Elliott was cited for three violations. One was for failing to maintain a program providing for "frequent and regular inspections" of the job site, by failing to conduct air monitoring for CO. The other two items were for exposing Employees "C" and "D" to levels of CO above the PEL.
In part because, four years previously, Elliott had been cited for exposing seven employees to CO, at levels up to 4.4 times the PEL, the Secretary characterized the violations as "Willful," and sought penalties of $112,000. Elliott contested all items and the penalties.
At trial, Elliott pointed out that the OSHA standard requiring "inspections," unlike several other OSHA airborne contaminant standards, does not specifically require that the employer "monitor" or "test" the air. That's a plausible argument, under the rule of statutory interpretation that, if a requirement appears in one or more provisions directed to a common end, its omission in other provisions having the same purpose should be regarded as deliberate. Based on that argument, the ALJ vacated the first, failure-to-inspect citation item.
The employer was less successful in its challenge to the excess-exposure citation items, which was based on evidentiary issues and expert witness testimony attacking the methodology employed, in the absence of monitoring at the site, to calculate the CO exposures of Employees "C" and "D" by working backward from their tested blood levels of carboxyhemoglobin, a byproduct of inhaling CO that reduces the blood's oxygen-carrying capacity.
This latter challenge failed, the ALJ sidestepping the methodology issues by relying on monitoring by the local fire department following the workers' exposure, all four employees' symptoms during and after their exposure, and the indisputably elevated levels of carboxyhemoglobin in the blood of Employees "C" and "D."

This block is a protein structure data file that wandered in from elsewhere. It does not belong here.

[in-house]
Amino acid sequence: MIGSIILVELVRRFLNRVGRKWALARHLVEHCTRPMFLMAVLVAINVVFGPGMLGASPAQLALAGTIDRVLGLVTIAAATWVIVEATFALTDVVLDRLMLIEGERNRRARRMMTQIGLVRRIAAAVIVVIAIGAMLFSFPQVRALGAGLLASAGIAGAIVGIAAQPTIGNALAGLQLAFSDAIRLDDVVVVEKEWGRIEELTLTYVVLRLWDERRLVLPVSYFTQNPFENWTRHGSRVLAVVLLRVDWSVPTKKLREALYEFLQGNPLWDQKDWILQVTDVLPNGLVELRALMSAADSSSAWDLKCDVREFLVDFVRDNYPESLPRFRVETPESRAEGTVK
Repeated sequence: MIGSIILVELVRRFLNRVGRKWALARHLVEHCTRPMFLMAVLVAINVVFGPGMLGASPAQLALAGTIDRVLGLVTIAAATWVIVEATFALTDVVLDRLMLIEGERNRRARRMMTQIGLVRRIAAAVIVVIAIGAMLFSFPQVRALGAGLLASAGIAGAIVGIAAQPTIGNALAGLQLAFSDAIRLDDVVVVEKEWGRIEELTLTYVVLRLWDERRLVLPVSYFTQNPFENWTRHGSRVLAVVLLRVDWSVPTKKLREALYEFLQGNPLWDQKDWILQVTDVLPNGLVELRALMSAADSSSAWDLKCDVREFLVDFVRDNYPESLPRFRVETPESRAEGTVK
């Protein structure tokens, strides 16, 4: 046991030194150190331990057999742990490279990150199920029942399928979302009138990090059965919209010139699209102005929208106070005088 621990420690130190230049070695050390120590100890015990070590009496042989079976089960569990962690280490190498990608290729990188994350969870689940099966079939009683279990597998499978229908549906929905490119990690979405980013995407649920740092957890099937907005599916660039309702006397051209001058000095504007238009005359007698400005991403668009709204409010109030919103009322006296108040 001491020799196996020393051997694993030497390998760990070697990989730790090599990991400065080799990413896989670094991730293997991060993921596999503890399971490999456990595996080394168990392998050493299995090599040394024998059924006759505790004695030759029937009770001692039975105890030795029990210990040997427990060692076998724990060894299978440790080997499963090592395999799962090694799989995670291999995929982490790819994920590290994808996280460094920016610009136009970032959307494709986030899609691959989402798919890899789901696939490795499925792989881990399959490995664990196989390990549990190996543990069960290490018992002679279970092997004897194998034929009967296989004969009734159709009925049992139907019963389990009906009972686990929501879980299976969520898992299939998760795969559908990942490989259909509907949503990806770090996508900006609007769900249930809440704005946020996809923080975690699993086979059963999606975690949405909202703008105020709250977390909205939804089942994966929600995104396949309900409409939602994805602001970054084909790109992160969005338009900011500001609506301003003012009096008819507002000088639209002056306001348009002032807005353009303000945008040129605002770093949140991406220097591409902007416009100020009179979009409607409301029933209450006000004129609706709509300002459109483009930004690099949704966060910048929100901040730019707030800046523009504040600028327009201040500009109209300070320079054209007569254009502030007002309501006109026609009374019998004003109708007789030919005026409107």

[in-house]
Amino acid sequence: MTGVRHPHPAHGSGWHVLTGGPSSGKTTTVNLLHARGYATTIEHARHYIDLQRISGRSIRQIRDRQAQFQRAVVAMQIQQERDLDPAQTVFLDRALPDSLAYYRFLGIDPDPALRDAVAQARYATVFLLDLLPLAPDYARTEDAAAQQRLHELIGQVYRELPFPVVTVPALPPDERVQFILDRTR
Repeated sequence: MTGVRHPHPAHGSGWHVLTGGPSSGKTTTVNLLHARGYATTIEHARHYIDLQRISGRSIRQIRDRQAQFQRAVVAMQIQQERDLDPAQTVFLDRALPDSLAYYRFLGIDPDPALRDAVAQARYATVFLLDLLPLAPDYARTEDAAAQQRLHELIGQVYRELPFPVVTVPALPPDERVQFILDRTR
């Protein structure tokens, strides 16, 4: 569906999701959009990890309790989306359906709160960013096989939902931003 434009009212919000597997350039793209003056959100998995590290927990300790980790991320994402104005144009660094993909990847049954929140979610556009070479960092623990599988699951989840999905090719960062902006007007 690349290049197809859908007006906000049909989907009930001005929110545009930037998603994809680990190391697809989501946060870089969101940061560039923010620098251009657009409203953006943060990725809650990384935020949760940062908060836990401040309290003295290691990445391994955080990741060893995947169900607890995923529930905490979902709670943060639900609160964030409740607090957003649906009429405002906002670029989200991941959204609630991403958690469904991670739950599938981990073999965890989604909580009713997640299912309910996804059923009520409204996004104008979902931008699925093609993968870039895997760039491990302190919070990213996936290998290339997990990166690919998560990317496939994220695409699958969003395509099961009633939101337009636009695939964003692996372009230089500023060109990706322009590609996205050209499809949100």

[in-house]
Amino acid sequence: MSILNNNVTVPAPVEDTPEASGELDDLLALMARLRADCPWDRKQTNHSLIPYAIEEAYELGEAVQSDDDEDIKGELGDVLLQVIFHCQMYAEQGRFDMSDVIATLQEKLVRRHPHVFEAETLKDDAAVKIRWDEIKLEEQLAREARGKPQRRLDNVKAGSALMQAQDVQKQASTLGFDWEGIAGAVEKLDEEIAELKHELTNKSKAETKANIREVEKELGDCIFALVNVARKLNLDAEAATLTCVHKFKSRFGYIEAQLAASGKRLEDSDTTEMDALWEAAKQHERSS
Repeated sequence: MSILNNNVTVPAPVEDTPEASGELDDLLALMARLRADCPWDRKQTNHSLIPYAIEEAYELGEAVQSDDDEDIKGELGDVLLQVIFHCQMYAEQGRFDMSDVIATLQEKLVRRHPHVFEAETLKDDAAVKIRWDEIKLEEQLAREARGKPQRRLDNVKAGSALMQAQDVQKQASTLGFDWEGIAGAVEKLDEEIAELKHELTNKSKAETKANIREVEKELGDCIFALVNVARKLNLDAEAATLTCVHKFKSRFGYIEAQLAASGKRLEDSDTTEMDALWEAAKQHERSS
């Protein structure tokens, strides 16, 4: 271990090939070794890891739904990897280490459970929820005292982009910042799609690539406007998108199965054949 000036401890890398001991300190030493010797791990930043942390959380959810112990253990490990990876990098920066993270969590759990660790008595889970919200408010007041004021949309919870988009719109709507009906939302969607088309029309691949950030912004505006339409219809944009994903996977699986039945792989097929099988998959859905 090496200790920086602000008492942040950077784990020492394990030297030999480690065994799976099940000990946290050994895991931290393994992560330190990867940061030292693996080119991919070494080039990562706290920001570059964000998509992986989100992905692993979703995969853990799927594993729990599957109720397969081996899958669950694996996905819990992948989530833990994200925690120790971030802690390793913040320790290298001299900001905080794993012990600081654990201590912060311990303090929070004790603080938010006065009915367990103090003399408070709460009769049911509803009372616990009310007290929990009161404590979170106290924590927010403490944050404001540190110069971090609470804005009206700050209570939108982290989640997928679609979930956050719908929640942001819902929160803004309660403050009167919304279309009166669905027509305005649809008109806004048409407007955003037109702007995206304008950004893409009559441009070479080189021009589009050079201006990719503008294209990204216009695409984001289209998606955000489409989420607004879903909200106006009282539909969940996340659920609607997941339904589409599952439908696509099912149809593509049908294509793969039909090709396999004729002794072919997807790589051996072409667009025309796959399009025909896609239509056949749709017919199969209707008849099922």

However, while the ALJ affirmed the two excess-exposure items, she fund in favor of the employer on the "close issue" of willfulness. As a result, these items were affirmed as "Serious" rather than "Willful," and only $14,000 in penalties was assessed.
On review, the Commission reinstated the "failure to inspect" item, finding that the absence of the terms, "test" or "monitor" could not be determinative, given that, because CO is colorless and odorless, the only way to "inspect" a worksite to ensure that the PEL for CO will not be exceeded is by air monitoring.
The Commission further ruled all three violations to have been "Willful," and increased the penalties from the $14,000 imposed by the ALJ to $112,000 as originally sought by the Secretary.
Gasoline-powered equipment is more commonly used outdoors. The indoor use of such equipment (if not equipped with catalytic converters) should be avoided where possible.
Engineering measures (the use of fans) to keep CO levels below the PEL were not, as required, approved for that particular use by a competent industrial hygienist, or other technically qualified person. Neither were respirators used.
Those omissions were particularly important in the Elliott case, because the building where the work was being performed was barrier-tight, and had few openings to the exterior.
In ruling the violations to be "Willful," the Commission relied also on the fact that Elliott had adopted, but later abandoned, the daily use of CO monitors following the prior incident.
The hallmark of a "Willful" OSHA violation is an "intentional, knowing or voluntary disregard" for the requirements of the OSH Act, or "plain indifference to employee safety." Apart from heftier penalties, and potential damage to your ability to get work, "Willful" violations are harmful to your firm's reputation, and to employee morale as well.